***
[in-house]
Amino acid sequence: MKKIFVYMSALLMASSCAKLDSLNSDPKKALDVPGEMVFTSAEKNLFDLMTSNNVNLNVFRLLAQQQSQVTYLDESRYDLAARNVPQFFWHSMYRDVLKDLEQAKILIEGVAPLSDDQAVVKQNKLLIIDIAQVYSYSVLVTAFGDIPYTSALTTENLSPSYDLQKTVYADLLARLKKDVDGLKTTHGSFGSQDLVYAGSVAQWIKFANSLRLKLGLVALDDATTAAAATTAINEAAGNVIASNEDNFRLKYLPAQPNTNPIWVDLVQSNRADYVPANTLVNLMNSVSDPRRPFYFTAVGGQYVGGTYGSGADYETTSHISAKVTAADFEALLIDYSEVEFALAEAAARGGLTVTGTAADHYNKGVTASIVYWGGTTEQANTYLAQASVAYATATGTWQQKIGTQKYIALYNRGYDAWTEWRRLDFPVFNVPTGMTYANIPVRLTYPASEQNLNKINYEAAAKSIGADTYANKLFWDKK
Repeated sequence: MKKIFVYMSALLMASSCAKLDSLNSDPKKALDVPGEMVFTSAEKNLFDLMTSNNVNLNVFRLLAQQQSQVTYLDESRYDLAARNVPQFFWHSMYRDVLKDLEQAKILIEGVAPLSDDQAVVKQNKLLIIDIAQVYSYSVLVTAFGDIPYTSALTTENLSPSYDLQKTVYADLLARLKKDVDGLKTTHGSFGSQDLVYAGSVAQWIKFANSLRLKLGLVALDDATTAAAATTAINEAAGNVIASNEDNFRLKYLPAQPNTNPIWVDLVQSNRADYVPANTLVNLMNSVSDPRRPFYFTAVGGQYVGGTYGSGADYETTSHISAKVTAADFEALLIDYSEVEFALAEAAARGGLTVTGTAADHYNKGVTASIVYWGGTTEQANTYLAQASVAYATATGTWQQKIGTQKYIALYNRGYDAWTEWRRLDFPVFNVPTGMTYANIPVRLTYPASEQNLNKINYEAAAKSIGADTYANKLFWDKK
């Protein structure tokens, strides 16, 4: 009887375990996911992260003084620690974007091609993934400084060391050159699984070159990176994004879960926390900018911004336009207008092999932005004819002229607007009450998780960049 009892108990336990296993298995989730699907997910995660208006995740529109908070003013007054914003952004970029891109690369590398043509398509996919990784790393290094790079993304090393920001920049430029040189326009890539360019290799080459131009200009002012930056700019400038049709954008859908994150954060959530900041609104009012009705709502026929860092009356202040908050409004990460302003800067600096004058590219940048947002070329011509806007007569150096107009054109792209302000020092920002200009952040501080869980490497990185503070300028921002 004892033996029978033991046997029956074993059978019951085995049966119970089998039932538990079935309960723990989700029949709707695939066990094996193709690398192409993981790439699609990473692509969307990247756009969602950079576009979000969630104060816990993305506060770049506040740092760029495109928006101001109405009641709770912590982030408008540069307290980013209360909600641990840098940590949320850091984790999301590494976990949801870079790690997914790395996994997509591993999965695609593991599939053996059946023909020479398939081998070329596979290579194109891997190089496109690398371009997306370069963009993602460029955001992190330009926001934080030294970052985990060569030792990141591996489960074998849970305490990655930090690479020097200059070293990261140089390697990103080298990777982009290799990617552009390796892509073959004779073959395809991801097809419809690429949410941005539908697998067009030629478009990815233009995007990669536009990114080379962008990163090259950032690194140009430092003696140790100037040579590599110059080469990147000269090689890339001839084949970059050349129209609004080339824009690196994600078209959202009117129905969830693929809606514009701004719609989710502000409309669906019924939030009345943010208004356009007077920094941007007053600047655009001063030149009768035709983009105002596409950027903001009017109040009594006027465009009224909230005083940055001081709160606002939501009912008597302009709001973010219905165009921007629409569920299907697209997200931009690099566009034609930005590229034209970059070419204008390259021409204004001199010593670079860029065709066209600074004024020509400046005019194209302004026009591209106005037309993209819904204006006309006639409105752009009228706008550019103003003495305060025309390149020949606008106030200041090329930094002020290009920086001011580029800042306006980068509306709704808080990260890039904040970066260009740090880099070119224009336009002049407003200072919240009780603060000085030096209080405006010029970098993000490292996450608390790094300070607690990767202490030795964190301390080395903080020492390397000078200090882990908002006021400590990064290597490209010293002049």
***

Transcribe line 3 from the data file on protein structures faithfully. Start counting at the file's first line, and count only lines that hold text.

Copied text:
Repeated sequence: MKKIFVYMSALLMASSCAKLDSLNSDPKKALDVPGEMVFTSAEKNLFDLMTSNNVNLNVFRLLAQQQSQVTYLDESRYDLAARNVPQFFWHSMYRDVLKDLEQAKILIEGVAPLSDDQAVVKQNKLLIIDIAQVYSYSVLVTAFGDIPYTSALTTENLSPSYDLQKTVYADLLARLKKDVDGLKTTHGSFGSQDLVYAGSVAQWIKFANSLRLKLGLVALDDATTAAAATTAINEAAGNVIASNEDNFRLKYLPAQPNTNPIWVDLVQSNRADYVPANTLVNLMNSVSDPRRPFYFTAVGGQYVGGTYGSGADYETTSHISAKVTAADFEALLIDYSEVEFALAEAAARGGLTVTGTAADHYNKGVTASIVYWGGTTEQANTYLAQASVAYATATGTWQQKIGTQKYIALYNRGYDAWTEWRRLDFPVFNVPTGMTYANIPVRLTYPASEQNLNKINYEAAAKSIGADTYANKLFWDKK